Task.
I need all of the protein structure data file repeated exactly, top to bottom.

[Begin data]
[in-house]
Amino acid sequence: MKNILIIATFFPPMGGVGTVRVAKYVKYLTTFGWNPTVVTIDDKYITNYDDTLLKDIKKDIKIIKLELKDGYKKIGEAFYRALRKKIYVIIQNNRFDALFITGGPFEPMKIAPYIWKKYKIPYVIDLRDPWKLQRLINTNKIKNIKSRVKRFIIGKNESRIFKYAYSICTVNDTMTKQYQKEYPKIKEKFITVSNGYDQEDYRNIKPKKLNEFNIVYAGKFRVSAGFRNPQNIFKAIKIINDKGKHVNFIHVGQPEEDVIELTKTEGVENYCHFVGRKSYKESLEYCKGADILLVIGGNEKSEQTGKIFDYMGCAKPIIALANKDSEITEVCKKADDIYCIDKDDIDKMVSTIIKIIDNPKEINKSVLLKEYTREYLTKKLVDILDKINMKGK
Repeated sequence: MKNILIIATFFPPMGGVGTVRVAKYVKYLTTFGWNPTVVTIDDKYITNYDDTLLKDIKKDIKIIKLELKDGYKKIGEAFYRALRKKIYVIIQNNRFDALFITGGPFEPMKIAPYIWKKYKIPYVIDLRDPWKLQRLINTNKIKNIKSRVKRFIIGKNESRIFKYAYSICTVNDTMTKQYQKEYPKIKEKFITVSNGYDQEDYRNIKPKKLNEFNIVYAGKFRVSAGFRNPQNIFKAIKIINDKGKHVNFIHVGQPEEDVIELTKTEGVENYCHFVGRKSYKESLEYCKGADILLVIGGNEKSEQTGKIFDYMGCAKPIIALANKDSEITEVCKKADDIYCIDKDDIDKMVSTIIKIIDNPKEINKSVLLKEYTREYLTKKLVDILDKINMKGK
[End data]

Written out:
[in-house]
Amino acid sequence: MKNILIIATFFPPMGGVGTVRVAKYVKYLTTFGWNPTVVTIDDKYITNYDDTLLKDIKKDIKIIKLELKDGYKKIGEAFYRALRKKIYVIIQNNRFDALFITGGPFEPMKIAPYIWKKYKIPYVIDLRDPWKLQRLINTNKIKNIKSRVKRFIIGKNESRIFKYAYSICTVNDTMTKQYQKEYPKIKEKFITVSNGYDQEDYRNIKPKKLNEFNIVYAGKFRVSAGFRNPQNIFKAIKIINDKGKHVNFIHVGQPEEDVIELTKTEGVENYCHFVGRKSYKESLEYCKGADILLVIGGNEKSEQTGKIFDYMGCAKPIIALANKDSEITEVCKKADDIYCIDKDDIDKMVSTIIKIIDNPKEINKSVLLKEYTREYLTKKLVDILDKINMKGK
Repeated sequence: MKNILIIATFFPPMGGVGTVRVAKYVKYLTTFGWNPTVVTIDDKYITNYDDTLLKDIKKDIKIIKLELKDGYKKIGEAFYRALRKKIYVIIQNNRFDALFITGGPFEPMKIAPYIWKKYKIPYVIDLRDPWKLQRLINTNKIKNIKSRVKRFIIGKNESRIFKYAYSICTVNDTMTKQYQKEYPKIKEKFITVSNGYDQEDYRNIKPKKLNEFNIVYAGKFRVSAGFRNPQNIFKAIKIINDKGKHVNFIHVGQPEEDVIELTKTEGVENYCHFVGRKSYKESLEYCKGADILLVIGGNEKSEQTGKIFDYMGCAKPIIALANKDSEITEVCKKADDIYCIDKDDIDKMVSTIIKIIDNPKEINKSVLLKEYTREYLTKKLVDILDKINMKGK